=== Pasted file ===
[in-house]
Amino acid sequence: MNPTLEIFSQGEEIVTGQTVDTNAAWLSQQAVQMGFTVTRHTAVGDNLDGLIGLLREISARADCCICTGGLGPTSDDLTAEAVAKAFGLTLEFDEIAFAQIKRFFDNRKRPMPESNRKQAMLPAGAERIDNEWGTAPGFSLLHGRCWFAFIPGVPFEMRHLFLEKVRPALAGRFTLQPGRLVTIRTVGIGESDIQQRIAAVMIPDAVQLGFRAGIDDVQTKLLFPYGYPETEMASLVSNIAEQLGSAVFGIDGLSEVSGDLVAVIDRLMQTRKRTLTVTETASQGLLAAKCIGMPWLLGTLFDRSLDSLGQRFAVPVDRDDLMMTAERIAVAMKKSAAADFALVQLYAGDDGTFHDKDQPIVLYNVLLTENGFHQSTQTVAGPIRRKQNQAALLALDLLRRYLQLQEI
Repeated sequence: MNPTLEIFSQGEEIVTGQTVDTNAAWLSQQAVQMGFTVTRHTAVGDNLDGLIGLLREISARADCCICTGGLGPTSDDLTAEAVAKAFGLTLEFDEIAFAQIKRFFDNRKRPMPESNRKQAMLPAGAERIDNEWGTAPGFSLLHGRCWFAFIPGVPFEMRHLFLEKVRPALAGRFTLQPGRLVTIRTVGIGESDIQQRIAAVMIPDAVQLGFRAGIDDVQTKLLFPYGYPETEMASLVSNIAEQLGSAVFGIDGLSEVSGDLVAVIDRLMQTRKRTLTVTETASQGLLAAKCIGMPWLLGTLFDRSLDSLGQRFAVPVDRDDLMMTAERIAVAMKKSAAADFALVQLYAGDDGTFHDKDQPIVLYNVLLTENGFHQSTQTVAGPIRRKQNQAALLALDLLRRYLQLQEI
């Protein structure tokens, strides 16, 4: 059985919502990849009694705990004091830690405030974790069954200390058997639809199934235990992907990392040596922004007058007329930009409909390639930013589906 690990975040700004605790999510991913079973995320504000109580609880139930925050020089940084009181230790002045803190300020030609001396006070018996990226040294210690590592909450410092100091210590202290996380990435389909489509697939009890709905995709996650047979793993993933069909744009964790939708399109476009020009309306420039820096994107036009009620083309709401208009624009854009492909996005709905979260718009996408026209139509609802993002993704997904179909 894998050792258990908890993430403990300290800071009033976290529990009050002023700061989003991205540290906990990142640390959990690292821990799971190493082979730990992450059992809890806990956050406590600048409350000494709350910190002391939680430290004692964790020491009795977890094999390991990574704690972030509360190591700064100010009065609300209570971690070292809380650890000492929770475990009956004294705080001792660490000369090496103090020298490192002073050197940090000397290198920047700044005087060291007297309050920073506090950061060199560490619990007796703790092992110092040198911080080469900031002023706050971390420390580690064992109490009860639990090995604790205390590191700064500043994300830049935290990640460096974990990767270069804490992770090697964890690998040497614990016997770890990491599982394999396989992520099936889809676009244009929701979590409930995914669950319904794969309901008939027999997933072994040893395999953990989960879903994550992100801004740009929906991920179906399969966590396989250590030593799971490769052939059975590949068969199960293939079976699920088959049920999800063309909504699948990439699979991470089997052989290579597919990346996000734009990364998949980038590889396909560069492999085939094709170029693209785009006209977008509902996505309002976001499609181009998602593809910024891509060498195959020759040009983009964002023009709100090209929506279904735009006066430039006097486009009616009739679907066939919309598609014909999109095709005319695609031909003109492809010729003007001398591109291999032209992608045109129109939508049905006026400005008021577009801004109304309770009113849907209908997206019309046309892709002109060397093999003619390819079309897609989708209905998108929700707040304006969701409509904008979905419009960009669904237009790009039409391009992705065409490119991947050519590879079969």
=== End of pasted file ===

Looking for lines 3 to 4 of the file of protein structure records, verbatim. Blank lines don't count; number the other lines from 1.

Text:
Repeated sequence: MNPTLEIFSQGEEIVTGQTVDTNAAWLSQQAVQMGFTVTRHTAVGDNLDGLIGLLREISARADCCICTGGLGPTSDDLTAEAVAKAFGLTLEFDEIAFAQIKRFFDNRKRPMPESNRKQAMLPAGAERIDNEWGTAPGFSLLHGRCWFAFIPGVPFEMRHLFLEKVRPALAGRFTLQPGRLVTIRTVGIGESDIQQRIAAVMIPDAVQLGFRAGIDDVQTKLLFPYGYPETEMASLVSNIAEQLGSAVFGIDGLSEVSGDLVAVIDRLMQTRKRTLTVTETASQGLLAAKCIGMPWLLGTLFDRSLDSLGQRFAVPVDRDDLMMTAERIAVAMKKSAAADFALVQLYAGDDGTFHDKDQPIVLYNVLLTENGFHQSTQTVAGPIRRKQNQAALLALDLLRRYLQLQEI
């Protein structure tokens, strides 16, 4: 059985919502990849009694705990004091830690405030974790069954200390058997639809199934235990992907990392040596922004007058007329930009409909390639930013589906 690990975040700004605790999510991913079973995320504000109580609880139930925050020089940084009181230790002045803190300020030609001396006070018996990226040294210690590592909450410092100091210590202290996380990435389909489509697939009890709905995709996650047979793993993933069909744009964790939708399109476009020009309306420039820096994107036009009620083309709401208009624009854009492909996005709905979260718009996408026209139509609802993002993704997904179909 894998050792258990908890993430403990300290800071009033976290529990009050002023700061989003991205540290906990990142640390959990690292821990799971190493082979730990992450059992809890806990956050406590600048409350000494709350910190002391939680430290004692964790020491009795977890094999390991990574704690972030509360190591700064100010009065609300209570971690070292809380650890000492929770475990009956004294705080001792660490000369090496103090020298490192002073050197940090000397290198920047700044005087060291007297309050920073506090950061060199560490619990007796703790092992110092040198911080080469900031002023706050971390420390580690064992109490009860639990090995604790205390590191700064500043994300830049935290990640460096974990990767270069804490992770090697964890690998040497614990016997770890990491599982394999396989992520099936889809676009244009929701979590409930995914669950319904794969309901008939027999997933072994040893395999953990989960879903994550992100801004740009929906991920179906399969966590396989250590030593799971490769052939059975590949068969199960293939079976699920088959049920999800063309909504699948990439699979991470089997052989290579597919990346996000734009990364998949980038590889396909560069492999085939094709170029693209785009006209977008509902996505309002976001499609181009998602593809910024891509060498195959020759040009983009964002023009709100090209929506279904735009006066430039006097486009009616009739679907066939919309598609014909999109095709005319695609031909003109492809010729003007001398591109291999032209992608045109129109939508049905006026400005008021577009801004109304309770009113849907209908997206019309046309892709002109060397093999003619390819079309897609989708209905998108929700707040304006969701409509904008979905419009960009669904237009790009039409391009992705065409490119991947050519590879079969």